De larvis scenicis et figuris comicis de Francesco de Ficoroni

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Alternate Titles:

Libro de las Máscaras, Dissertatio De Larvis Scenicis Et Figuris comicis de Francesco de Ficoroni

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Codiology

Alternate Titles

Libro de las Máscaras
Dissertatio De Larvis Scenicis Et Figuris comicis de Francesco de Ficoroni

Type
Extent / Format

312 pages / 28.0 x 21.0 cm

Origin
Date
1754
Style
Genre
Language
Artist / School

Francesco Mazzoni
Silvestro Pomarede

Illustrations

85 engravings

Former owners

Francesco Ficoroni (1664 - 1747)

Short description

A glimpse in the lost world of the antique Roman Theater is delivered by a work of the 18th century with an astonishing overview of various masks. The writer of the exciting work was the Roman archeologist, antiquarian, and collector Francesco de Ficoroni (1664-1747), who could deal with the relics of Roman antiquity by digging them up himself. His printed work about the masks and comical figures of the antique theater is wonderfully illustrated with a total of 85 engravings, which visualize a grandiose variety of theater masks and thus offer unmitigated entry to this unbelievably exciting topic.

Facsimile editions available

Description

De larvis scenicis et figuris comicis de Francesco de Ficoroni

A glimpse in the lost world of the antique Roman theater is delivered by a work of the 18th century with an astonishing overview of various masks. The writer of the exciting work was the Roman archeologist, antiquarian, and collector Francesco de Ficoroni (1664-1747), who could deal with the relics of Roman antiquity by digging them up himself. His printed work about the masks and comical figures of the antique theater is wonderfully illustrated with a total of 85 engravings, which visualize a grandiose variety of theater masks and thus offer unmitigated entry to this unbelievably exciting topic.

Exciting Artifacts from Antiquity

Terrifying grimaces await the beholder. Then there are more comical facial features that are worn by the masks. Gaping mouths, effusive beards, expressive eyes, and much more characterize the grotesque masks and figure of the antique theater.These already played an important role with the Greeks in the beginnings of theater. In their recourse to the Greek tradition, Roman Theater adopted these typed masks for the direct expression of the emotional states of the figures. The history of this theater has also been closely linked from its beginnings up to the present with this kind of disguise. In the engravings, which illustrate the magnum opus of Francesco de Ficoroni, these grotesque masks and figures are impressively presented. The depictions show masked actors in stage play and whole pages with the variety of antique theater masks.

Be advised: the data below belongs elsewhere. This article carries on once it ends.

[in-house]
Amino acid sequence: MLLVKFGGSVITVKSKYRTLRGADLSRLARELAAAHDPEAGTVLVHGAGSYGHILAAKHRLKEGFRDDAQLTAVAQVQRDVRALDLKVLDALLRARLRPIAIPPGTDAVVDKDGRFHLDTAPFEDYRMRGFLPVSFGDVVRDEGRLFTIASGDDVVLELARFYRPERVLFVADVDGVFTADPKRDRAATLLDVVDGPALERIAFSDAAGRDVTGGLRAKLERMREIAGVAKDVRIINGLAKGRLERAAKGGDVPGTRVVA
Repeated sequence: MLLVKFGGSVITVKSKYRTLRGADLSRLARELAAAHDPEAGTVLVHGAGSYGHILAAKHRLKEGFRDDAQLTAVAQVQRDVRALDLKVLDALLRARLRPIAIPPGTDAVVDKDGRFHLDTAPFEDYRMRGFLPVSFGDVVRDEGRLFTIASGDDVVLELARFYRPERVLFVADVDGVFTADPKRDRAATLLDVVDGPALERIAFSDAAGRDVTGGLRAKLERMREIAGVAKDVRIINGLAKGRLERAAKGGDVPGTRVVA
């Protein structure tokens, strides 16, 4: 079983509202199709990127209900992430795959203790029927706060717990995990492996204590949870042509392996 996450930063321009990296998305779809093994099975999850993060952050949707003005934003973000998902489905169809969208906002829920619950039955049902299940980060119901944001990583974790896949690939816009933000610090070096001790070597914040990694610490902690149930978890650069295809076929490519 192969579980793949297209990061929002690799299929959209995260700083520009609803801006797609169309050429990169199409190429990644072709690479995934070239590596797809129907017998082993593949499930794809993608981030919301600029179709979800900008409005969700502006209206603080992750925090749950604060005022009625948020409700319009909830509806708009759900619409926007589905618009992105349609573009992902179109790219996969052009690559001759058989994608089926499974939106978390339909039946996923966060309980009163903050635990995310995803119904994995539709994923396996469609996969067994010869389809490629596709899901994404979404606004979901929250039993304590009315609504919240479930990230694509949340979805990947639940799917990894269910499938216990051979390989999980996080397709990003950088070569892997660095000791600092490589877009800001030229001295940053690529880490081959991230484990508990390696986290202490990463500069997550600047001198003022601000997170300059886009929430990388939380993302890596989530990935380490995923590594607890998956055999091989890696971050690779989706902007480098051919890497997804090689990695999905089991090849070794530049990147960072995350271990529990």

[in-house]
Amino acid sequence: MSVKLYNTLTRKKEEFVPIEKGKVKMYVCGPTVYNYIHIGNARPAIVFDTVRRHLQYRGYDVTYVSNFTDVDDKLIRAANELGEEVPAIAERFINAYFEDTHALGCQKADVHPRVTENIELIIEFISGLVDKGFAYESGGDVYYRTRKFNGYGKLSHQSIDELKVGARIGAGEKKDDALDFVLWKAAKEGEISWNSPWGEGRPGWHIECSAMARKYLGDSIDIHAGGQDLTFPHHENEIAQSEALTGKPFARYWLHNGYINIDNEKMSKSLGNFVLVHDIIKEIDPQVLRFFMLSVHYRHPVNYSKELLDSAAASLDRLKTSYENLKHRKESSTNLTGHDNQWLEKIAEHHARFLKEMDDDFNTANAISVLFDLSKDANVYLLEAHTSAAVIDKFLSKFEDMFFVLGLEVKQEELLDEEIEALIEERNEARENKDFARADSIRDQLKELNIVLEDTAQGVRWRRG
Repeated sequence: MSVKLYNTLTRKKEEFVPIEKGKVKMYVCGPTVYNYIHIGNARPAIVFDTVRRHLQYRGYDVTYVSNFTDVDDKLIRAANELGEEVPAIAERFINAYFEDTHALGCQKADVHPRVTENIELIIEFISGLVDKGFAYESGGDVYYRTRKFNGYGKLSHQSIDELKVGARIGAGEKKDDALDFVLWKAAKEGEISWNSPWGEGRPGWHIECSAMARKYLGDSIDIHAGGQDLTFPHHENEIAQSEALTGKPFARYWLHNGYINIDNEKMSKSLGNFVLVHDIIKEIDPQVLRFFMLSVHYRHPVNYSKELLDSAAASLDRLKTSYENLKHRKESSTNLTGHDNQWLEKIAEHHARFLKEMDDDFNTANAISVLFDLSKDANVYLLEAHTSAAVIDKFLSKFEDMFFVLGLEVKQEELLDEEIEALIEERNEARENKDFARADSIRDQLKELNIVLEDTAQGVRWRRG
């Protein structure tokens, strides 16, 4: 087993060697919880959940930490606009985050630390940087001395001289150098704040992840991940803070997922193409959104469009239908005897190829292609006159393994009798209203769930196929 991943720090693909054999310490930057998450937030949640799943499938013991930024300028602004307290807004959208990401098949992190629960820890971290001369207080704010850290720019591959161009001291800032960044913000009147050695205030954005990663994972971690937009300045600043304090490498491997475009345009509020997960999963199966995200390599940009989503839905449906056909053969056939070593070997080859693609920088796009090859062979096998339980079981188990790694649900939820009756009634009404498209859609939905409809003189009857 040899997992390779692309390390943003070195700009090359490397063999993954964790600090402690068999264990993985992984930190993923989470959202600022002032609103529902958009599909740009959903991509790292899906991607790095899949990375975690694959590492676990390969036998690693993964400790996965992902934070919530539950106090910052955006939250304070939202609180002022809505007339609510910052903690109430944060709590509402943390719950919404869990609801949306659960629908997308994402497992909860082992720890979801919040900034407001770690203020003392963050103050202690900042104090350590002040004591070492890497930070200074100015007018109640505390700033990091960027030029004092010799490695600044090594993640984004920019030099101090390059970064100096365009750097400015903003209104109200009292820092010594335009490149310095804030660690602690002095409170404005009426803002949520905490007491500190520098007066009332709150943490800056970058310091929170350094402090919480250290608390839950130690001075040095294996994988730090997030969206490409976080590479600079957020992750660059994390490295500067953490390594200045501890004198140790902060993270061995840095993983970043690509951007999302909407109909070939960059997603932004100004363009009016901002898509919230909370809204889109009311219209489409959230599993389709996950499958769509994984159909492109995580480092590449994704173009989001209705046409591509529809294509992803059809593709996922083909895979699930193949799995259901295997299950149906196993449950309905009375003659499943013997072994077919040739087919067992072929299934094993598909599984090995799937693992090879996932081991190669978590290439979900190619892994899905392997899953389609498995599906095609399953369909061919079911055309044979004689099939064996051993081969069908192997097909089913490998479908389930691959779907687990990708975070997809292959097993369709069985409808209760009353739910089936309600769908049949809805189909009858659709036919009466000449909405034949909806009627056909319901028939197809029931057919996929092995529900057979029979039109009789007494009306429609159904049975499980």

The Magic of Antiquities Research in the 18th Century

The significant Roman antiquities researcher Francesco de Ficoroni not only gave an understanding his historical and archeological research as a tour guide of moneyed travelers on their grand tour through Italy. He was also the author of numerous works, which allow us today to emerge ourselves in this exciting period of archeology, when it was still possible to dig up important relics of history with one’s own hands. In doing so, Ficoroni could make important discoveries, which entered into history. For his merits in archeology and the knowledge of Roman Antiquity, he was, among others, made a member of the Royal Society in London.

Exhilarating Reading, Then and Now

In his magnum opus, Francesco de Ficorini dealt with the theme of the antique theater. In 1736, published in Italian under the title of Le Maschere sceniche e le figure comiche d'antichi Romani descritte brevemente, the work was soon translated into Latin, which was highly-esteemed by scholars and interested parties at that time. Now it bore the title De larvis scenicis et figuris comicis antiquorum Romanorum.
The printed work with 85 engravings encompasses 312 pages and offers a truly comprehensive all-round view over the theme of antique theater masks. The baroque, artistic furnishings of the splendid printed work was taken over by the engraver Francesco Mazzoni and Silvestro Pomarede, with whom Ficoroni had already collaborated on other works. Francesco de Ficoroni’s exciting, educational, and entertaining work about the masks of antique theater was printed in Rome by Antonio de Rossi. Even today, the document has lost none of its magic, which allows the beholder and reader to immerse themselves in the world of antique theater.

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